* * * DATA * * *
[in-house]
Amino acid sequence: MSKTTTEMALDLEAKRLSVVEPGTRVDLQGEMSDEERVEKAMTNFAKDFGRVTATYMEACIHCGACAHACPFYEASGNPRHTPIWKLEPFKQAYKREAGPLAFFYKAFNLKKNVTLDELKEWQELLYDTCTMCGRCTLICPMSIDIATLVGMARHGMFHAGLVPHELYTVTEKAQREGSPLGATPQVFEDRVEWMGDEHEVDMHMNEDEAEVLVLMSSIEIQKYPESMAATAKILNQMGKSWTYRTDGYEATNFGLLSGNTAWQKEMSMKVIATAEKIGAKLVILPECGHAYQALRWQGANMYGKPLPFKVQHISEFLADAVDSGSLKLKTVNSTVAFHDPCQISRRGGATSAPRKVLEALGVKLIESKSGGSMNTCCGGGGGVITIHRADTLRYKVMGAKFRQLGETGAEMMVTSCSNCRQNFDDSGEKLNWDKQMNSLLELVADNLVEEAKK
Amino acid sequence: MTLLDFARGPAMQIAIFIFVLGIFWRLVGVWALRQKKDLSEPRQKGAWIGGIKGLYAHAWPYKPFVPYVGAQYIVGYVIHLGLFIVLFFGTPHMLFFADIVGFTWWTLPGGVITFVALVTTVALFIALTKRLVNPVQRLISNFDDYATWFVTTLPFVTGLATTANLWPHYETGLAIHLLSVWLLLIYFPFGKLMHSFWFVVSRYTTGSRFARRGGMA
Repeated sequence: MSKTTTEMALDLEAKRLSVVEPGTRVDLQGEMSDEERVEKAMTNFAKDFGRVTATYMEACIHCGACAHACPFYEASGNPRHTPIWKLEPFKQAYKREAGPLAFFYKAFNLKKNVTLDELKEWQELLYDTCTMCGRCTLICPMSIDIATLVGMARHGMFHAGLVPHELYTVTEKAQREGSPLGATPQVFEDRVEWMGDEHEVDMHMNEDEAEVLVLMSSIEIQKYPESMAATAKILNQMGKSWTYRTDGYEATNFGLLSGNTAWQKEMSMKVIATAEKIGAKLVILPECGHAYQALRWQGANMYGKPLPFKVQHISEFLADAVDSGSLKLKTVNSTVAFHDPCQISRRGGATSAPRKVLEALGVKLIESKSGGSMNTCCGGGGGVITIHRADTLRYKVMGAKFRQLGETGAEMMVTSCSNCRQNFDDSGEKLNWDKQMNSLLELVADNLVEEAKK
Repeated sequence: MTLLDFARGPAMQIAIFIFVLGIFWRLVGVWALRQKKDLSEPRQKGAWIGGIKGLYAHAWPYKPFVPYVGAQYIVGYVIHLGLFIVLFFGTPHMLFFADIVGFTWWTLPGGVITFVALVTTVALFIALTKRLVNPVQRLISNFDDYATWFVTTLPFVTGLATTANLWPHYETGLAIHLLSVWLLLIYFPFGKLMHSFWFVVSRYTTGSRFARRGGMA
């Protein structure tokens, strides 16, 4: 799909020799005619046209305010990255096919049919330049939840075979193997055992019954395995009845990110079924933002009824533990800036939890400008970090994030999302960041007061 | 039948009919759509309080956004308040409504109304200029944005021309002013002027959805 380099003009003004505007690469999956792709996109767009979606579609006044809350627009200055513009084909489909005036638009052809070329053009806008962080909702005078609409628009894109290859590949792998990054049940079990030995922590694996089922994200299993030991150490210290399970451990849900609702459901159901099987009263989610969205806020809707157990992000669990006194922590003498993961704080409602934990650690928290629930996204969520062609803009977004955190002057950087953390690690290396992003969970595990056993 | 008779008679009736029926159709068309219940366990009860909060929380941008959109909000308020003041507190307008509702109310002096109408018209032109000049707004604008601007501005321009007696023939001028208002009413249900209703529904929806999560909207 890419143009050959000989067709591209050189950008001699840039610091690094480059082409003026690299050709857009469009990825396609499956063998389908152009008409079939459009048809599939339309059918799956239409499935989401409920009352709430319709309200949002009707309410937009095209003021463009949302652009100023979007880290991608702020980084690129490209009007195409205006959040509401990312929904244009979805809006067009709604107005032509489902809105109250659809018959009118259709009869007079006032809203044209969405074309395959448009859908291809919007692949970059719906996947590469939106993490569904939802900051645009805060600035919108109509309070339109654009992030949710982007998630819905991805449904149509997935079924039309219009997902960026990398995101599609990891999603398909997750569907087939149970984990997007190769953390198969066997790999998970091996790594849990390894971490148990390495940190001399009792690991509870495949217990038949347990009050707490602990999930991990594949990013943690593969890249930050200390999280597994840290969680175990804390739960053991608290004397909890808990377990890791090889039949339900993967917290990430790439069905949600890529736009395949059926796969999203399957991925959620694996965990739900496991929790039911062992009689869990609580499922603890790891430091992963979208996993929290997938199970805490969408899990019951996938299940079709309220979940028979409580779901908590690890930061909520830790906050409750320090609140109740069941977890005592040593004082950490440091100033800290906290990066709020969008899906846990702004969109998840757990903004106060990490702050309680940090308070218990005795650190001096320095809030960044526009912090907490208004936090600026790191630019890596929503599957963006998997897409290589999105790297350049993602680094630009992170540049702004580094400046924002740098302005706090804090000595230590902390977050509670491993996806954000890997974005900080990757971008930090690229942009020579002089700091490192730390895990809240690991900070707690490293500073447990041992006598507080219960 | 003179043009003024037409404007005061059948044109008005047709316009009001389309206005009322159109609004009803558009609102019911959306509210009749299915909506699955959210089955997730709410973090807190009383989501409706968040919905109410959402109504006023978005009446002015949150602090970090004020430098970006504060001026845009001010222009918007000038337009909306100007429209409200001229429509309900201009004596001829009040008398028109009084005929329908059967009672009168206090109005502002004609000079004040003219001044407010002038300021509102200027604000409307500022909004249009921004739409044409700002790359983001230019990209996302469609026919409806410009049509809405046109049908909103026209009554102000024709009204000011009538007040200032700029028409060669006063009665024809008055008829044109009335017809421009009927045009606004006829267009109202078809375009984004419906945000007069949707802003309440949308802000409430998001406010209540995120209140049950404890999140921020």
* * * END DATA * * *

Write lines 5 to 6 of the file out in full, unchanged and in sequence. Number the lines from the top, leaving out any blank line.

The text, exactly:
Repeated sequence: MTLLDFARGPAMQIAIFIFVLGIFWRLVGVWALRQKKDLSEPRQKGAWIGGIKGLYAHAWPYKPFVPYVGAQYIVGYVIHLGLFIVLFFGTPHMLFFADIVGFTWWTLPGGVITFVALVTTVALFIALTKRLVNPVQRLISNFDDYATWFVTTLPFVTGLATTANLWPHYETGLAIHLLSVWLLLIYFPFGKLMHSFWFVVSRYTTGSRFARRGGMA
């Protein structure tokens, strides 16, 4: 799909020799005619046209305010990255096919049919330049939840075979193997055992019954395995009845990110079924933002009824533990800036939890400008970090994030999302960041007061 | 039948009919759509309080956004308040409504109304200029944005021309002013002027959805 380099003009003004505007690469999956792709996109767009979606579609006044809350627009200055513009084909489909005036638009052809070329053009806008962080909702005078609409628009894109290859590949792998990054049940079990030995922590694996089922994200299993030991150490210290399970451990849900609702459901159901099987009263989610969205806020809707157990992000669990006194922590003498993961704080409602934990650690928290629930996204969520062609803009977004955190002057950087953390690690290396992003969970595990056993 | 008779008679009736029926159709068309219940366990009860909060929380941008959109909000308020003041507190307008509702109310002096109408018209032109000049707004604008601007501005321009007696023939001028208002009413249900209703529904929806999560909207 890419143009050959000989067709591209050189950008001699840039610091690094480059082409003026690299050709857009469009990825396609499956063998389908152009008409079939459009048809599939339309059918799956239409499935989401409920009352709430319709309200949002009707309410937009095209003021463009949302652009100023979007880290991608702020980084690129490209009007195409205006959040509401990312929904244009979805809006067009709604107005032509489902809105109250659809018959009118259709009869007079006032809203044209969405074309395959448009859908291809919007692949970059719906996947590469939106993490569904939802900051645009805060600035919108109509309070339109654009992030949710982007998630819905991805449904149509997935079924039309219009997902960026990398995101599609990891999603398909997750569907087939149970984990997007190769953390198969066997790999998970091996790594849990390894971490148990390495940190001399009792690991509870495949217990038949347990009050707490602990999930991990594949990013943690593969890249930050200390999280597994840290969680175990804390739960053991608290004397909890808990377990890791090889039949339900993967917290990430790439069905949600890529736009395949059926796969999203399957991925959620694996965990739900496991929790039911062992009689869990609580499922603890790891430091992963979208996993929290997938199970805490969408899990019951996938299940079709309220979940028979409580779901908590690890930061909520830790906050409750320090609140109740069941977890005592040593004082950490440091100033800290906290990066709020969008899906846990702004969109998840757990903004106060990490702050309680940090308070218990005795650190001096320095809030960044526009912090907490208004936090600026790191630019890596929503599957963006998997897409290589999105790297350049993602680094630009992170540049702004580094400046924002740098302005706090804090000595230590902390977050509670491993996806954000890997974005900080990757971008930090690229942009020579002089700091490192730390895990809240690991900070707690490293500073447990041992006598507080219960 | 003179043009003024037409404007005061059948044109008005047709316009009001389309206005009322159109609004009803558009609102019911959306509210009749299915909506699955959210089955997730709410973090807190009383989501409706968040919905109410959402109504006023978005009446002015949150602090970090004020430098970006504060001026845009001010222009918007000038337009909306100007429209409200001229429509309900201009004596001829009040008398028109009084005929329908059967009672009168206090109005502002004609000079004040003219001044407010002038300021509102200027604000409307500022909004249009921004739409044409700002790359983001230019990209996302469609026919409806410009049509809405046109049908909103026209009554102000024709009204000011009538007040200032700029028409060669006063009665024809008055008829044109009335017809421009009927045009606004006829267009109202078809375009984004419906945000007069949707802003309440949308802000409430998001406010209540995120209140049950404890999140921020």